Bully (the movie) Review

Bully_movieWhat doesn't kill you makes you stronger.

I believe this is true with bullying. Taking on a situation where someone is trying to take you down can make you feel stronger. Unfortunately when you aren't successful - whether due to skill, wit, strength or being up against too sophisticated a foe - it can kill you. It can kill your spirit, your sense of self worth or in extreme cases make you think that killing yourself is the only answer. That is why we all need to take this issue seriously.

Recently, I went with my 18 year old son to see Bully a newly released movie that attempts to shed some light bullying and its effects. Here are my thoughts:

Bully exposes viewers to some of the very challenging situations too many children face when trying to survive and thrive in their worlds. It offers us a chance to see and feel for children, parents and communities trying to figure out better ways of getting along and what can happen when we can't - including the loss of children's lives.

I appreciated the ability of this film to get at the emotional costs to children and their families who are often dismissed by school officials and left feeling helpless and hopeless.

In one tough scene, we see Alex - a meek young man who has been nicknamed 'fishface' - being viciously taunted, harassed, stabbed with pencils and head-slammed into the seat in front of him on the bus. In another heart-wrenching clip we watch parents forcing themselves into a funeral home to “put their son to bed one last time" after he has killed himself due to harassment at school.

Perhaps though, some of the less shocking moments were more poignant. Like when Alex's mom challenges him on the fact that kids that would do this to him aren't really his friends. His response, "But if they aren't my friends, I don't have any friends."

The theater audience - which was mostly the entire 7th and 8th grade classes of Ann Arbor Open, their teachers and a dozen parents - all seemed effected by the content. From occasional outcries or quiet sniffles, to clapping at the film's end followed by a noticably subdued calm, it clearly had an impact. Which is the greatest value of the movie and the most important first step in altering the dynamic of bullying. It is critical to reach the hearts of children so they don't bully, step in when they see it happening and stand up for themselves if they are being targeted.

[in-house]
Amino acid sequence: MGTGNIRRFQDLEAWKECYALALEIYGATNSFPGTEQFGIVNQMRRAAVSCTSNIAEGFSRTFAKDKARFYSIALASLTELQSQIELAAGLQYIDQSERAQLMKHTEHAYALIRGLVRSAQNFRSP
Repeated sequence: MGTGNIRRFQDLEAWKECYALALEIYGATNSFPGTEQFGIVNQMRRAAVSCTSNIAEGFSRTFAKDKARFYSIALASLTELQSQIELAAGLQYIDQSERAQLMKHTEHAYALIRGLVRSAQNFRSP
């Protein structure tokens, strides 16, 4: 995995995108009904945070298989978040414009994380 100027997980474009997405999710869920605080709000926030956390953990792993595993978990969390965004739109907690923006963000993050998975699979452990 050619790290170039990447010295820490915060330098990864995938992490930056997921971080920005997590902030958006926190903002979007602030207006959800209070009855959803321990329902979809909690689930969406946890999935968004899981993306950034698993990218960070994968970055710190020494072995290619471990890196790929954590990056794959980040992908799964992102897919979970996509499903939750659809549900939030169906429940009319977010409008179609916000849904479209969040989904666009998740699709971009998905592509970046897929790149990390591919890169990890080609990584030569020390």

Getting at the hearts of administrators and school staff is also essential to inspire change. As the movie exposes this is a big challenge. In fact Alex's mother sums it up well after an ineffective meeting with a phone-it-in principal stating, "She politicianed us."

While acknowledging that the clips were edited for effect, that principal was the most difficult to watch. Her pat answers, platitudes and bandaid attempts to get a victim of harassment to shake hands with the source of his torment were offensive not only to me and my son but to the teens in the audience - many of whom cried out in disgust.

As a professional who presents to school communities on this very topic, I must admit that I am often underwhelmed by administrators' dedication to fostering an environment of safety in their schools. I call them 'head nodders' - administrators and staff who say the right things without a real commitment to doing the work. Working off a checklist - did the bullying prevention talk - rather than understanding that these are children's lives.

Perhaps it is because the issue seems so intractable and they don't know what to do. Because it is hard to change. Even with the caring that I often do see from dedicated teachers and desperate parents it is difficult to get ahead of this issue.

Educators and parents can and most definitely should use the Bully movie as a valuable tool in their efforts to stem the tide of bullying. But to make headway, it requires serious commitment and support from the entire community - on-going and proactive. It requires a real political and societal will.

That is why I give the teachers of Ann Arbor Open great credit for arranging the screening, inviting parents to attend as well, and for both the pre-discussion and the follow-up that is planned. These are the elements needed to make a real difference. And the message must be repeated often.

Would I have changed any of the movie itself? Yes. I would like to have seen statistics, professionals who are doing it right, deeper exploration of girl bullying which was seriously under-addressed, even one clip the helps us understand why children bully in the first place, and an example of a bystander having a positive impact on the situation.

Those are on my wishlist for that further discussion at Ann Arbor Open and other schools who do make the effort to get students to see this movie. Which is my biggest wish of all - having more schools, administrators and teachers watch this movie themselves AND have their students watch the film as well. It can't end there, but it would be a start.

As Kirk Smalley, the father of 11 year old Ty who committed suicide due to bullying said - "Be the difference." Bully, the movie, though not perfect, is trying to do just that.


Annie Zirkel is a Relationship Consultant, Speaker and Author based in Ann Arbor, Michigan who offers Don't Take The Bait  - a presentation designed to teach children about bullying and to encourage them and their schools to create cooler, safer places of learning. Contact her at annie@practicehow.com